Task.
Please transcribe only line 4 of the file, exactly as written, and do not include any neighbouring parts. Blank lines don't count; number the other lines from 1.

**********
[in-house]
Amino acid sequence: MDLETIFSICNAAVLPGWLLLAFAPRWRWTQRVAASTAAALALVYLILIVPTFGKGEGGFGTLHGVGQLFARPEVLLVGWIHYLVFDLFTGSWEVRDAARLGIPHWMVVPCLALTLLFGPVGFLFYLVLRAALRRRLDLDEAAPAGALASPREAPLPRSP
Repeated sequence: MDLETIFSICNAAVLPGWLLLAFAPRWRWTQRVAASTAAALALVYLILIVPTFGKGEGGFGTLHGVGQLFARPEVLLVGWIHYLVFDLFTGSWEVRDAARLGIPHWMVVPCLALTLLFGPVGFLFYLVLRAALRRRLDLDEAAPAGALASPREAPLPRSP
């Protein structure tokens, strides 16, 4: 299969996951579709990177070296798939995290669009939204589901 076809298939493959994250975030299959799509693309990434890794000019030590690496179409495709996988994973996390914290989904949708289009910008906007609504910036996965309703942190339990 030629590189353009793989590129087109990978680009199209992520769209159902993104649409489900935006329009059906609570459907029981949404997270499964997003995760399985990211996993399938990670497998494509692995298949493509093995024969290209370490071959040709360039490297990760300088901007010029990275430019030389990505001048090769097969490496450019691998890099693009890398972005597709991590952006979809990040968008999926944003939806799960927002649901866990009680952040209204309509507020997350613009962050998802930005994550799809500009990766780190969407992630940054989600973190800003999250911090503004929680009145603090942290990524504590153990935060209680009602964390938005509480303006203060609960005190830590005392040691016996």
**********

């Protein structure tokens, strides 16, 4: 299969996951579709990177070296798939995290669009939204589901 076809298939493959994250975030299959799509693309990434890794000019030590690496179409495709996988994973996390914290989904949708289009910008906007609504910036996965309703942190339990 030629590189353009793989590129087109990978680009199209992520769209159902993104649409489900935006329009059906609570459907029981949404997270499964997003995760399985990211996993399938990670497998494509692995298949493509093995024969290209370490071959040709360039490297990760300088901007010029990275430019030389990505001048090769097969490496450019691998890099693009890398972005597709991590952006979809990040968008999926944003939806799960927002649901866990009680952040209204309509507020997350613009962050998802930005994550799809500009990766780190969407992630940054989600973190800003999250911090503004929680009145603090942290990524504590153990935060209680009602964390938005509480303006203060609960005190830590005392040691016996």